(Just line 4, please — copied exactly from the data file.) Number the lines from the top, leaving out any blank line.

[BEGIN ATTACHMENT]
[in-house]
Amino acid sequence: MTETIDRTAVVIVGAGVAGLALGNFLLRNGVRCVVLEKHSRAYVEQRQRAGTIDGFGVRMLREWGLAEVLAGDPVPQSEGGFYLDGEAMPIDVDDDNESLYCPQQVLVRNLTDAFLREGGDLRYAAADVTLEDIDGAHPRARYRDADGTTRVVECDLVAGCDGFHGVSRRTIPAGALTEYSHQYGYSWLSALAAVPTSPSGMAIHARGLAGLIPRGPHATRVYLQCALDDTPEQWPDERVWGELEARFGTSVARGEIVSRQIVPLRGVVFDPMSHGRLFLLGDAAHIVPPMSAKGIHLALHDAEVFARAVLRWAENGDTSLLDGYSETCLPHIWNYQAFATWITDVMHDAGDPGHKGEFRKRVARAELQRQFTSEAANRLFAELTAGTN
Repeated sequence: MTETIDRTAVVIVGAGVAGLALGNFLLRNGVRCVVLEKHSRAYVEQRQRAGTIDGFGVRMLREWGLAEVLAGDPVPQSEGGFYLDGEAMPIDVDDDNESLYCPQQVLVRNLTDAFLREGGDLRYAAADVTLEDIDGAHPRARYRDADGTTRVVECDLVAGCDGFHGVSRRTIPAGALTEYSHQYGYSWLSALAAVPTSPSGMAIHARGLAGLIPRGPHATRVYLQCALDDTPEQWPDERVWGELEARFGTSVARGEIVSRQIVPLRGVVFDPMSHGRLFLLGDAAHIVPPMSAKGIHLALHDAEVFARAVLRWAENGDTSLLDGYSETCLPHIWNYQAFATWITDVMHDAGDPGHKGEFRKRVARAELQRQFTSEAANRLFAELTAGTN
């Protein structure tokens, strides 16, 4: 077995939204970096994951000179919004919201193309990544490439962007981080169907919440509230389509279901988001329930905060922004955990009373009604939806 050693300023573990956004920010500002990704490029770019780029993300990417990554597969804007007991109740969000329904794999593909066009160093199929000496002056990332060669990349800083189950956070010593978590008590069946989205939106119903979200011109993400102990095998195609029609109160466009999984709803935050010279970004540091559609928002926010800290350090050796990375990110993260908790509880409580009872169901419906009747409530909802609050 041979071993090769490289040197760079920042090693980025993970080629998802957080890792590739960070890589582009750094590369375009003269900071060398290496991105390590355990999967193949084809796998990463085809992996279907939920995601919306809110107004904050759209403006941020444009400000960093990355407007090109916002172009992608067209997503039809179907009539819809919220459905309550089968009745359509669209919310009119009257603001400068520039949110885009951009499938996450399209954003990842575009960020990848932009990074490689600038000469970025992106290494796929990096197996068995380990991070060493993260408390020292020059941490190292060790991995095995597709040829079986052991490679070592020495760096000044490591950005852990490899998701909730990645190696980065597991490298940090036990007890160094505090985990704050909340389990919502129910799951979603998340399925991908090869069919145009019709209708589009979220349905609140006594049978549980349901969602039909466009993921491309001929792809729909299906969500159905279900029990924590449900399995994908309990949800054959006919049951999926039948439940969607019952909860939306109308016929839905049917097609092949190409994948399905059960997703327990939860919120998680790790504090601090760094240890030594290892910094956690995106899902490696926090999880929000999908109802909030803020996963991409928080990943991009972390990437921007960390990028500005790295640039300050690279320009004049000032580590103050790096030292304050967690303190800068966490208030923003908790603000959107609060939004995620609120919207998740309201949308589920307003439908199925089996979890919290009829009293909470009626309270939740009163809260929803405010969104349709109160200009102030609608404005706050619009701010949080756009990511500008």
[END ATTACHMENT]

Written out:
């Protein structure tokens, strides 16, 4: 077995939204970096994951000179919004919201193309990544490439962007981080169907919440509230389509279901988001329930905060922004955990009373009604939806 050693300023573990956004920010500002990704490029770019780029993300990417990554597969804007007991109740969000329904794999593909066009160093199929000496002056990332060669990349800083189950956070010593978590008590069946989205939106119903979200011109993400102990095998195609029609109160466009999984709803935050010279970004540091559609928002926010800290350090050796990375990110993260908790509880409580009872169901419906009747409530909802609050 041979071993090769490289040197760079920042090693980025993970080629998802957080890792590739960070890589582009750094590369375009003269900071060398290496991105390590355990999967193949084809796998990463085809992996279907939920995601919306809110107004904050759209403006941020444009400000960093990355407007090109916002172009992608067209997503039809179907009539819809919220459905309550089968009745359509669209919310009119009257603001400068520039949110885009951009499938996450399209954003990842575009960020990848932009990074490689600038000469970025992106290494796929990096197996068995380990991070060493993260408390020292020059941490190292060790991995095995597709040829079986052991490679070592020495760096000044490591950005852990490899998701909730990645190696980065597991490298940090036990007890160094505090985990704050909340389990919502129910799951979603998340399925991908090869069919145009019709209708589009979220349905609140006594049978549980349901969602039909466009993921491309001929792809729909299906969500159905279900029990924590449900399995994908309990949800054959006919049951999926039948439940969607019952909860939306109308016929839905049917097609092949190409994948399905059960997703327990939860919120998680790790504090601090760094240890030594290892910094956690995106899902490696926090999880929000999908109802909030803020996963991409928080990943991009972390990437921007960390990028500005790295640039300050690279320009004049000032580590103050790096030292304050967690303190800068966490208030923003908790603000959107609060939004995620609120919207998740309201949308589920307003439908199925089996979890919290009829009293909470009626309270939740009163809260929803405010969104349709109160200009102030609608404005706050619009701010949080756009990511500008």